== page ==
The Blog Tour!

My fellow 2013 Lambda Literary Fellow S J Sinduasked me to take part in this writing meme-blog tour hybrid. It’s a way for readers of other blogs to find new writers and for us writers to meet new readers. Welcome!   I am primarily a poet and also write the occasional essay. I also am the poetry editor of two literary magazines: 5×5 Literary Magazine and Codex Journal! I would love to see your poems and if you happen to write in another genre, our other editors would love to see your work as well!   So, on with the blog tour questions:  

What am I working on?   I’ve just started sending out my first manuscript of poems called Who Am I to Tell You This? so I am in a bit of a post-project slump. I’ve been cobbling poems together here and there, but nothing definitive has come together yet.   I’ve also begun research on a prominent figure in Pacific Northwest history. I intend to write an essay using some of this person’s writing in tandem with my own. No doubt, this will launch a whole series of poems that branch off in new directions like ivy across brick. I don’t want to say too much about it at this point, but the essay will focus on growing up in Montana, being queer, and my struggle to come to terms with the impact this historical figure had on my childhood.  

How does my work differ from others of its genre?   I have always hated artist statements; they feel a bit like preening. The main thing that makes my work different from others in its genre is that I am the only one writing my poems. That’s an easy out.

What I mean to say is that few writers are producing poems about the queer experience from nonurban centers. I don’t know a great many queer poets who are writing about landscape and environment.   My work’s strengths are image and sound. Think Ziggy Stardust on an episode of Nova meets the musical Oklahoma.  

Why do I write what I do?   I write because I have to. I am compelled to put words on paper and then obsessively arrange them and rearrange them. I don’t know what started this. I’ve always written for myself, but didn’t think that one could write poetry to share with others until about seven years ago. I was reading some poems and felt the need to try my hand at it. I haven’t looked back.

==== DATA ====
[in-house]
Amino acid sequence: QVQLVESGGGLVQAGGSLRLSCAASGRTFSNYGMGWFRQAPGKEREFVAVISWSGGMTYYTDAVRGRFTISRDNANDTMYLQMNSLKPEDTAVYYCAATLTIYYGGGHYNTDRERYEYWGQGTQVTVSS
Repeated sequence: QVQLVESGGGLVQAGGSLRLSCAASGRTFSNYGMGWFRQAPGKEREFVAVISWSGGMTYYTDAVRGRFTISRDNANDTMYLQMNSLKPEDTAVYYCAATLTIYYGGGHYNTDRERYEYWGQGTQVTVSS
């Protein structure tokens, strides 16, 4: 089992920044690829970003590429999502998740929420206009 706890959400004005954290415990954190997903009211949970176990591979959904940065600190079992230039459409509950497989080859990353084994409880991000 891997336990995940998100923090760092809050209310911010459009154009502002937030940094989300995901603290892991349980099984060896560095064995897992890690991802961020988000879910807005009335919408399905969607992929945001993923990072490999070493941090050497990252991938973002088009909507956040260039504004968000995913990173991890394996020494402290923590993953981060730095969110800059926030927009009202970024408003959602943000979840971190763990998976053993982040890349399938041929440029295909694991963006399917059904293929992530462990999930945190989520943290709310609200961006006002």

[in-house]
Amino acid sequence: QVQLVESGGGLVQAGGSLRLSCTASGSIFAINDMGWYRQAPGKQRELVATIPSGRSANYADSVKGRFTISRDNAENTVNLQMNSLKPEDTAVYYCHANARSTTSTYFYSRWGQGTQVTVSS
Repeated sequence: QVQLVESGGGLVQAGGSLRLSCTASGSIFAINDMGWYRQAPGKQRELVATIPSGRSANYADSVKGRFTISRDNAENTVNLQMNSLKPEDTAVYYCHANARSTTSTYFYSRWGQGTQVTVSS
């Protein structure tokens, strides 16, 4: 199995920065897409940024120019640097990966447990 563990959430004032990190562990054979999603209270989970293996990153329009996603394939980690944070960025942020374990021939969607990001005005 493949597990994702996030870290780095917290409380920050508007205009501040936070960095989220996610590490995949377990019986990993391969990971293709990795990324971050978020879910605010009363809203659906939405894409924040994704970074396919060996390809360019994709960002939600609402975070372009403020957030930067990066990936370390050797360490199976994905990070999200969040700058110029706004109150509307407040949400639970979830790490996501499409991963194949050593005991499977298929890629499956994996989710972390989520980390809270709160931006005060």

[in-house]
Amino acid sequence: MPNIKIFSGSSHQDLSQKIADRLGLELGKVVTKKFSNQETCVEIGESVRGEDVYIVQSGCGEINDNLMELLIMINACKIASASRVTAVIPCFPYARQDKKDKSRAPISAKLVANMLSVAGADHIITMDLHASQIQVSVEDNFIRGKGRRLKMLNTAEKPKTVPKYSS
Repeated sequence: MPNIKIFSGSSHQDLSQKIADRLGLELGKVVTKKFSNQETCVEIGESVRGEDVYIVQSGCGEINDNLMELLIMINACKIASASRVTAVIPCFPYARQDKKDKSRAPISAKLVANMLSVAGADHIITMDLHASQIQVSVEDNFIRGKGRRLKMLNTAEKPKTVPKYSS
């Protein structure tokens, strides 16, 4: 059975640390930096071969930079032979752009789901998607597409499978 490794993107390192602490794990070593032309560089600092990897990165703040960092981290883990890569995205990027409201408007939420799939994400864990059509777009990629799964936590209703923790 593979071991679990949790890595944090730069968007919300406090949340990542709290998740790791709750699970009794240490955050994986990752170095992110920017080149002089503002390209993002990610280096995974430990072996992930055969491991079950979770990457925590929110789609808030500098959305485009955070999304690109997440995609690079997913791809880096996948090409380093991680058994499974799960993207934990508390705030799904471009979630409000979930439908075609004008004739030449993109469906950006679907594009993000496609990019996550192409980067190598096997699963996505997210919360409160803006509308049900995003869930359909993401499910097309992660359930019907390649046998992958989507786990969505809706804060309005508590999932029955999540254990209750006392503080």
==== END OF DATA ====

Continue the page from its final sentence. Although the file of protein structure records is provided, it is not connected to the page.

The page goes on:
I also write because I want my work to live somewhere outside of my head. I dream about finding my book in a bookstore some day and then in a used bookstore after that–maybe a used inscribed copy to someone whom I remember. I want my work to find someone who wants it as much as I do.  

How does your writing process work?   I put a lot of scraps and lines down on paper . Usually I jot a part of a poem or several ideas about a poem…lines, images, groupings of words and let them accumulate on the page. When I think there is enough there to work with, I begin building poems out of the pieces–sort of a lean-to from the branches I collected if you will allow the metaphor.

From there, I shut the poem away and then come back to it again in a few days or weeks depending on how urgent my need to look at it again is. Sometimes I know exactly what it needs next. Sometimes I need to back away slowly and leave it rest.   Poems take a good while for me after the drafting stage. There are revisions, and rebreaking lines, and deciding what isn’t essential. And of course, this all happens more than once.   Oh, and I compose longhand first 99% of the time. I feel like if I type a poem out on the page it loses some of its organic ability to change shape for me. Typing gives words/lines/space a kind of codification that can set a poem too quickly into a shape that may not be the best for it.  

Thus concludes a bit about my writing. If you would like to follow me on Twitter, you can do so @poetryphone     

Please check out the following writers, who are also participating in this great blog tour…  

Sara Galactica is a tattoo pusher. Big hair believer. Whiskey drinker. Microhistorian. Business lady by day, introvert by night. A little bit nerdy, a little bit rock and roll.

Joshua Barton is a writer, journalist, and photographer documenting queer life and love in St. Louis, Missouri. He blogs at:

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